CRISPR-based system identifies drug targets in AML

Scientists have discovered a way to rein in an overactive protein that drives some aggressive leukaemias…


Scientists have discovered a way to rein in an overactive protein that drives some aggressive leukaemias. The renegade molecule, MEF2C, belongs to a class of proteins that is notoriously difficult to manipulate with drugs. But the new research suggests an opportunity to develop therapies against it.

MEF2C is a transcription factor–a regulatory protein that helps control the activity of certain genes. Its overactivity is implicated in about 15 percent of cases of acute myeloid leukaemia (AML), a rapidly progressing cancer of the blood and bone marrow that is often fatal.

Cold Spring Harbor Laboratory (CSHL) Associate Professor Christopher Vakoc, and colleagues now report that they can stop the growth of MEF2C-driven AML cells by blocking either of two target enzymes, known as LKB1 and salt-inducible kinase. The chemicals that the team used to interfere with the enzymes are small molecules that have the potential to be developed into drugs, Prof Vakoc says.

The discovery is the result of a broad search for potential therapeutic strategies against AML that began several years ago in Vakoc’s lab. In 2013, his team devised a system based on CRISPR gene editing tools that they used to screen large numbers of genes, seeking to discover their impact on cancer cell survival. “We just let the cancer cells tell us what types of genes they need in order to grow,” Prof Vakoc says.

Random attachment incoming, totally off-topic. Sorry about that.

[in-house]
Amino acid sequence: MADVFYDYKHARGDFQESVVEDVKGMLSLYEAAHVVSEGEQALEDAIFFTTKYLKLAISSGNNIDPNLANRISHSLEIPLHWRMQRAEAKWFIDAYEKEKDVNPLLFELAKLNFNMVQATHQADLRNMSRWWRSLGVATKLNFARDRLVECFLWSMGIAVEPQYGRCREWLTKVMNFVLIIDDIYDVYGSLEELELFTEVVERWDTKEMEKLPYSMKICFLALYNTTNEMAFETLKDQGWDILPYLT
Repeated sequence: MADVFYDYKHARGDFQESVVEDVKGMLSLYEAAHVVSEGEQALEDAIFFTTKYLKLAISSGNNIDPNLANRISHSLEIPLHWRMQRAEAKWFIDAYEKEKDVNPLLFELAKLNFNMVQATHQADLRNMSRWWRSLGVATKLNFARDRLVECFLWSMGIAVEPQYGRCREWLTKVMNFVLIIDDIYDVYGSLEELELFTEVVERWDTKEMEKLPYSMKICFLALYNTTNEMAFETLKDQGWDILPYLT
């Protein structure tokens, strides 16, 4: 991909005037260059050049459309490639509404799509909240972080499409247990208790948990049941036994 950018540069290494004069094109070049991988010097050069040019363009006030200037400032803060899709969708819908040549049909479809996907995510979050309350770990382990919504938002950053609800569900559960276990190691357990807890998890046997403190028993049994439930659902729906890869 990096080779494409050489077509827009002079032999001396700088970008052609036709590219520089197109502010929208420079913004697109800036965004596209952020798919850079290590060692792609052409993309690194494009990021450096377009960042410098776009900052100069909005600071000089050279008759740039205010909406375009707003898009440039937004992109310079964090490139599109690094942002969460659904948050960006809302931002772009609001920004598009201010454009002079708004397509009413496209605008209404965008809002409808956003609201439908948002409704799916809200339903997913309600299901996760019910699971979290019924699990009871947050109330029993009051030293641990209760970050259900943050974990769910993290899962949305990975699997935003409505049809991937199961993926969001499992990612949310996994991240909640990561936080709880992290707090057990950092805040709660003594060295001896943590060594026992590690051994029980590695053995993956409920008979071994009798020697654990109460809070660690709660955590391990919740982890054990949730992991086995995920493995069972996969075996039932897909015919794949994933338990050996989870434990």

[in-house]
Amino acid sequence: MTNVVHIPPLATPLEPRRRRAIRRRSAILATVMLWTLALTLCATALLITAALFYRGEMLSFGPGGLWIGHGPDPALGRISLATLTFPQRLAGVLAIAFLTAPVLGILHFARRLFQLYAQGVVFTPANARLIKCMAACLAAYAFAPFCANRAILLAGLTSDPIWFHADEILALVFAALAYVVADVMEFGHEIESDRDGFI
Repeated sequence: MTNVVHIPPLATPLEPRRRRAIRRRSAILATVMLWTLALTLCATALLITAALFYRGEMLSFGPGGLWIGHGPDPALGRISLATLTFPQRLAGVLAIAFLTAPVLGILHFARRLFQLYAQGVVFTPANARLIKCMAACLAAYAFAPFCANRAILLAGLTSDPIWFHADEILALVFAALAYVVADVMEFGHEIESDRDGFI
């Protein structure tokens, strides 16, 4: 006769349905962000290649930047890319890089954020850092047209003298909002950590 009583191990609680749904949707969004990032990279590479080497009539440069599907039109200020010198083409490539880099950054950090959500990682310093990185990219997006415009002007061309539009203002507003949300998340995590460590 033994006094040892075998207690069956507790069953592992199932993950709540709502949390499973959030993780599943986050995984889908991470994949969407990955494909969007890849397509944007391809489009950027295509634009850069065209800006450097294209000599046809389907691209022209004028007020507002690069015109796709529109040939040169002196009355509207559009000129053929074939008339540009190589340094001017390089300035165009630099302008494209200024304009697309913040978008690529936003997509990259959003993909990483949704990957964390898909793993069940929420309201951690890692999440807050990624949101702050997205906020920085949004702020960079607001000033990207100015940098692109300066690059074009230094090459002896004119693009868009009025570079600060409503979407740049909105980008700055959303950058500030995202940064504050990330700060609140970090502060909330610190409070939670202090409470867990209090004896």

Led by Yusuke Tarumoto, a postdoctoral researcher in Vakoc’s lab, the team has now deployed that technology against AML. Their screens revealed that LKB1 and salt-inducible kinase are critical for the survival of certain AML cells. The enzymes had not previously been linked to AML, but with further experiments, the team learned that both help controls the MEF2C transcription factor, which is a known cancer promoter.

“At the end of the project, we realised we’d had actually discovered a way to control a transcription factor,” says Prof Vakoc. That’s exciting, he says, because while most leukaemias are thought to be caused by wayward transcription factors, such proteins are among the most challenging to target with drugs.

The chemicals the team used to switch off LKB1 and salt-inducible kinase in their lab-grown cancer cells are not suitable as therapeutic compounds, but Prof Vakoc is optimistic that it will be possible to develop drugs that target these enzymes. Animal experiments are already underway in his lab to begin to investigate the strategy as a potential treatment approach.